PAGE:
Hip Fx: Fat embolism mgmt
Last updated: 03/05/2015
Estimated to occur in 3-10% of orthopedic trauma patients. Mortality is 10-20%
Theory #1 (mechanical): large fat droplets are released into the venous system. These droplets are deposited in the pulmonary capillary beds and travel through arteriovenous shunts to the brain. Microvascular lodging of droplets produces local ischemia and inflammation, with concomitant release of inflammatory mediators, platelet aggregation, and vasoactive amines.
Theory #2 (biochemical): hormonal changes caused by trauma and/or sepsis induce systemic release of free fatty acids as chylomicrons. Acute-phase reactants, such as C-reactive proteins, cause chylomicrons to coalesce and create the physiologic reactions described above. The biochemical theory helps explain nontraumatic forms of fat embolism syndrome.
Trauma to long bone/pelvis, recent orthopedic procedure, recent lipid infusion
Signs Under General Anesthesia
Clinical signs may include hypoxia/increased A-a gradient, tachycardia, and a petechial rash on the upper portions of the body (petechiae occur in only 20-50% of patients but are virtually diagnostic). Pulmonary compliance will likely decrease. PA pressures will rise and cardiac output will fall (although normally this information is not available). Delayed wake up may manifest. Mental status changes occur in awake patient, but are missed in patients under general anesthesia
There are two classification schemes for diagnosis – Gurd and Schonfeld’s
Gurd’s Diagnostic Criteria
- Respiratory insufficiency
- Cerebral involvement
- Petechial rash
- Retinal changes
- Renal changes
- Microglobulinemia (required)
- Elevated ESR
One major and 4 minor criteria, plus fat microglobulinemia, must be present to formally diagnose fat embolism syndrome
Schonfeld Fat Embolism Syndrome Index
- 5 points: petechial rash
- 4 points: diffuse alveolar infiltrates
- 3 points: hypoxemia (Pao2<70 mm Hg with an Fio2 100%)
- 1 point: confusion, fever, tachycardia, tachypnea
Note: 5 or more points are needed to make a diagnosis
1. ABG: increase in pulmonary shunt fraction alveolar-to-arterial oxygen tension difference, especially if it occurs within 24-48 hours of a sentinel event
2. Hematocrit, platelet count, fibrinogen: thrombocytopenia, anemia, and hypofibrinogenemia are indicative of fat embolism syndrome
3. Microglobulinemia is a required diagnostic test based on Gurd’s criteria. Note that urinary fat stains are not felt to be sensitive or specific enough for diagnosing fat embolism or for detecting a risk of it, and are thus not indicated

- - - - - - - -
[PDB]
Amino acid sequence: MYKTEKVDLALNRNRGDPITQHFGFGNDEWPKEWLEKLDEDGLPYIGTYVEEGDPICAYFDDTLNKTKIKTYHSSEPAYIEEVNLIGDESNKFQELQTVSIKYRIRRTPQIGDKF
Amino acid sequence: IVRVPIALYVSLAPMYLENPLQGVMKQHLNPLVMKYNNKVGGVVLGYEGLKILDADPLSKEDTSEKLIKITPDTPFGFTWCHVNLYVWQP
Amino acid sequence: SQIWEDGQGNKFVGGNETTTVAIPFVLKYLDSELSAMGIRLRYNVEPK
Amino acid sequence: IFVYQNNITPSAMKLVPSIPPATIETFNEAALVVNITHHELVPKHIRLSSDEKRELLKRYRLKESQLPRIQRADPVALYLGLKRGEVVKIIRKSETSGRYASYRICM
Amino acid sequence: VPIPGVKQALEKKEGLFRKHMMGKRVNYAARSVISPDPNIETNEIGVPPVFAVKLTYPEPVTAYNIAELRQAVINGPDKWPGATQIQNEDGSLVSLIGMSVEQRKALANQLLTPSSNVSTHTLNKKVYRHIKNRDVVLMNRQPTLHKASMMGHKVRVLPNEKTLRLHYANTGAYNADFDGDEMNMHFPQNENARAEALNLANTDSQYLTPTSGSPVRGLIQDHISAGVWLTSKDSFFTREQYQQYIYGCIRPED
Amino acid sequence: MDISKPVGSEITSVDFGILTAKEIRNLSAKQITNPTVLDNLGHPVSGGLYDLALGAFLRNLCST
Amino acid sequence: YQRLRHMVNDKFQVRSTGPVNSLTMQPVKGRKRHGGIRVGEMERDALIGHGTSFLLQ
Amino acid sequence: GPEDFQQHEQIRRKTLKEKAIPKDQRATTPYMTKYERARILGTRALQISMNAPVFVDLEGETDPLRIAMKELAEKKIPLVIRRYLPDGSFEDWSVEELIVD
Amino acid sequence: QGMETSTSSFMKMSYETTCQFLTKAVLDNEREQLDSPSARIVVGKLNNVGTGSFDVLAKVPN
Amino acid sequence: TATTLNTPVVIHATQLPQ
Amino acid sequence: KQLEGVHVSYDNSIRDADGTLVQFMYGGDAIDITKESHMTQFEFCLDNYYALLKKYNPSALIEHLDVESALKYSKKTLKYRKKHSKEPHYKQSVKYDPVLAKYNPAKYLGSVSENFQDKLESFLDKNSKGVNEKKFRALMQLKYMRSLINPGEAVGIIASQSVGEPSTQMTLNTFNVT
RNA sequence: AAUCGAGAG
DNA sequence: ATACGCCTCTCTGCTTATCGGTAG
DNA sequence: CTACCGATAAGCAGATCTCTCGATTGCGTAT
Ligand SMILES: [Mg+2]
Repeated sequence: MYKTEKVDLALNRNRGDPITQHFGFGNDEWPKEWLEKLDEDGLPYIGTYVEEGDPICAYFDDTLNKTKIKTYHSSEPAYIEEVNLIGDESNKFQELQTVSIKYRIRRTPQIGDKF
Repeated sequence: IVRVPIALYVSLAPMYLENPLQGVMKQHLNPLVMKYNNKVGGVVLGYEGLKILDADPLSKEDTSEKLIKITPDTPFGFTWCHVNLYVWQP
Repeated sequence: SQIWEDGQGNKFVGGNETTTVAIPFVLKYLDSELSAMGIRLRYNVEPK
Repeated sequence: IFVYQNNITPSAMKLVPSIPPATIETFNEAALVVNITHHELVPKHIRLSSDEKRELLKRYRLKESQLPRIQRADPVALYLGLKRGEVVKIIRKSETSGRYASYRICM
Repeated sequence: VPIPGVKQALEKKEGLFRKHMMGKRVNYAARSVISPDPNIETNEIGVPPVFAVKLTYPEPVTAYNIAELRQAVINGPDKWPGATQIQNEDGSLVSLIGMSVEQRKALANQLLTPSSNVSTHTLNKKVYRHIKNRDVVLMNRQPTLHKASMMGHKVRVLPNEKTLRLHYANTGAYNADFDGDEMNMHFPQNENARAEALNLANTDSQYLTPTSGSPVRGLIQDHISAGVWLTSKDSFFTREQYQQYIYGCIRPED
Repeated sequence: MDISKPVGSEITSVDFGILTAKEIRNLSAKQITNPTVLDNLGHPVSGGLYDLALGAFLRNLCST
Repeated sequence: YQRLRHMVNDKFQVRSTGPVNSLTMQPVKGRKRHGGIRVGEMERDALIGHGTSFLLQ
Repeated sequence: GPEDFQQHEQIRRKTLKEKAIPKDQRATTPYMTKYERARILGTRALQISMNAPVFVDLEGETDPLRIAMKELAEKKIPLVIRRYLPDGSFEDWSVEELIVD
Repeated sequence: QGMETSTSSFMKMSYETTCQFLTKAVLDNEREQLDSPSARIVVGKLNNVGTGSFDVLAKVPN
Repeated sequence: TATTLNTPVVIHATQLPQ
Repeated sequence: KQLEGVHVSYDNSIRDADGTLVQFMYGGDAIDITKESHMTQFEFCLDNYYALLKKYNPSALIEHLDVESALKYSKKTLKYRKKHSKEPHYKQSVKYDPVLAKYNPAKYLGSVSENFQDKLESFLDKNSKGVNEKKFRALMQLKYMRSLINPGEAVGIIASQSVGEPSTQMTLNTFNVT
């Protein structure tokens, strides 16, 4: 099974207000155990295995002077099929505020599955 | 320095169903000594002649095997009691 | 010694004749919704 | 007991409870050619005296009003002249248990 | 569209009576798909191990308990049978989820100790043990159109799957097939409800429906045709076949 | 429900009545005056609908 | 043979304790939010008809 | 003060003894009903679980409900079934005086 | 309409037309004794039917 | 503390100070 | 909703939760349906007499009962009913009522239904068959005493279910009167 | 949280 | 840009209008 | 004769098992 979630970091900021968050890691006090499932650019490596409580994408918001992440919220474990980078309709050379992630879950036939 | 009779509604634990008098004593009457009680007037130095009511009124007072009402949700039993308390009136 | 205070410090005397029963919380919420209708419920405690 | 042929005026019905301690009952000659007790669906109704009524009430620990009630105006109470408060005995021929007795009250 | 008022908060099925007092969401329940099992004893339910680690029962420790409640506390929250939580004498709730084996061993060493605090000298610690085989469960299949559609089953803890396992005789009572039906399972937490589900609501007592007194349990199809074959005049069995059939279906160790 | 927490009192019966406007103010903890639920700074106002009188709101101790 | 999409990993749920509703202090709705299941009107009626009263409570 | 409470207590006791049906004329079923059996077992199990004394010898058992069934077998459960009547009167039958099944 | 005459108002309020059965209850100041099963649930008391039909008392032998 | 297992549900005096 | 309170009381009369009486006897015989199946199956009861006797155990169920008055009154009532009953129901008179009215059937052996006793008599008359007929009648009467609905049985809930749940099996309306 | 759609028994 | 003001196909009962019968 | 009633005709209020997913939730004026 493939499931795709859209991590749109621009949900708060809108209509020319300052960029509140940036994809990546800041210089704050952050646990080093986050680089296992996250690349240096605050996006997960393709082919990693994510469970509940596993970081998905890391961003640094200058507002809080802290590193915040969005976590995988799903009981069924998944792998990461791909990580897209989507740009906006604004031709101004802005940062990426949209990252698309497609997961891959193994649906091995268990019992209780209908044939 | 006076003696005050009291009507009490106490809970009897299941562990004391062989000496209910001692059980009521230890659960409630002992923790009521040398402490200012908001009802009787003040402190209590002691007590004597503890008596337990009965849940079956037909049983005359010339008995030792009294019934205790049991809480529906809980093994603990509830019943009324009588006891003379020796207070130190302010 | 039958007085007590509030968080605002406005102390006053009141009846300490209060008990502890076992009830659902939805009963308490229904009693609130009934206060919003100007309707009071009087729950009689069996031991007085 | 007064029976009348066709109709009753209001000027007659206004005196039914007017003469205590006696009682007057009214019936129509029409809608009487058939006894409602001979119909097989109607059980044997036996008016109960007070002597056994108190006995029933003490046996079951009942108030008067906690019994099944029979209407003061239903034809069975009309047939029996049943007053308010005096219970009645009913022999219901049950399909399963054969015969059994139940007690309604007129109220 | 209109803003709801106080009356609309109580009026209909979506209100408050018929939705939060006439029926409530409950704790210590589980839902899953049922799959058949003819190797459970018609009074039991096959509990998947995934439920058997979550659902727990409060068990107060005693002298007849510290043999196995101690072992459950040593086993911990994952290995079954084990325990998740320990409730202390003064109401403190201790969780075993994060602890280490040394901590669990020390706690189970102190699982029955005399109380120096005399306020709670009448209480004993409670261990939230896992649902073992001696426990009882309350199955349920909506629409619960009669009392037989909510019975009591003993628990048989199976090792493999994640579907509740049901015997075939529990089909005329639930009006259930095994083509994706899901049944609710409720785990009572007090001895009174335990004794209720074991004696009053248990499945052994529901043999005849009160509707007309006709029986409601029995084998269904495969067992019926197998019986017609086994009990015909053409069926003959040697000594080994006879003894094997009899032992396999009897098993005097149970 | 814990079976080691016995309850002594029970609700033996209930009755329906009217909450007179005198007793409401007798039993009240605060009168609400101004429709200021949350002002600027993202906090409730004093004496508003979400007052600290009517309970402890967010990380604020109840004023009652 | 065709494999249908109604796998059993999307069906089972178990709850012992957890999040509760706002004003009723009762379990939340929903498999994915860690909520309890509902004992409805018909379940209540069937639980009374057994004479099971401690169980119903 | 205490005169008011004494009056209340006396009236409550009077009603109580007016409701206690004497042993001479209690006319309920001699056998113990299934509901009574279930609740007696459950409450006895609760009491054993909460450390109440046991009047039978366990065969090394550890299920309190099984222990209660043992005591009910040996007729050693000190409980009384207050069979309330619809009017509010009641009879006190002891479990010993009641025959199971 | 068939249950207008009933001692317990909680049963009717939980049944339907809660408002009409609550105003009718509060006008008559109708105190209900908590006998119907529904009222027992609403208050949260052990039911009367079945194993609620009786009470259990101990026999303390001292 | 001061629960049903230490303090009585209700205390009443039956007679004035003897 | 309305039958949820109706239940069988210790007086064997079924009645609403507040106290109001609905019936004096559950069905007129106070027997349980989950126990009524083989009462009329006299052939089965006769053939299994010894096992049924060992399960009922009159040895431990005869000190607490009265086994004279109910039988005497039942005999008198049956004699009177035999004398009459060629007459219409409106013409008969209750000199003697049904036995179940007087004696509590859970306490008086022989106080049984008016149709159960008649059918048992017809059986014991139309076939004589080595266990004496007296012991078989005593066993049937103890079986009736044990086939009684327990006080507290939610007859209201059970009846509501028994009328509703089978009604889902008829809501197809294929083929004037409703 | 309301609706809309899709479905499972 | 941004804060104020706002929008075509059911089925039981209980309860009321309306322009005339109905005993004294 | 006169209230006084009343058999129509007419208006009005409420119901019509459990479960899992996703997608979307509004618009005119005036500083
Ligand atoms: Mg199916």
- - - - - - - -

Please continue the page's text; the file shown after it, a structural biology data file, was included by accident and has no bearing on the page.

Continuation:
1. Chest radiography: increasing diffuse bilateral pulmonary infiltrates within 24-48 hours of onset of clinical findings.
2. Noncontrast head CT: diffuse white-matter petechial hemorrhages consistent with microvascular injury.
3. Nuclear medicine ventilation/perfusion imaging of the lungs: Performed for suspicion of pulmonary embolus, the findings from this scan may be normal or may demonstrate subsegmental perfusion defects.
4. Helical chest CT to rule out pulmonary embolism
5. MRI: Scant data exist regarding MRI findings in patients with this syndrome; however, in one small patient group, multiple, nonconfluent, hyperintense lesions were seen on proton-density– and T2-weighted images.
6. Transcranial Doppler sonography: In a small case study, 5 patients with trauma were monitored with intracranial Doppler sonography, 2 during intraoperative nailing of long bone fractures. Cerebral microembolic signals were detected as long as 4 days after injury.
7. Transesophageal echocardiography (TEE): TEE may be of use in evaluating intraoperative release of marrow contents into the bloodstream during intramedullary reaming and nailing. The density of the echogenic material passing through the right side of the heart correlates with the degree of reduction in arterial oxygen saturation. Repeated showers of emboli have been noted to increase right heart and pulmonary artery pressures. Embolization of marrow contents through patent foramen ovale also has been noted. However, evidence of embolization by means of TEE is not correlated with the actual development of FES.
Bronchoalveolar lavage (BAL) with staining of alveolar macrophages for fat (controversial)
BAL specimens have been evaluated in trauma patients and sickle cell patients with acute chest syndrome, and the results have been mixed. Lipid inclusions commonly appear in patients with traumatic and nontraumatic respiratory failure; the standard cut-off of 5% fat-containing macrophages in the BAL studies results in a low specificity for the test. Some authors suggest increasing the cut-off to 30% to improve specificity. Presently, using BAL to aid in the diagnosis or to predict the likelihood of fat embolism syndrome is controversial.
“Supportive”, steroids don’t currently have a role in treatment (conflicting data)
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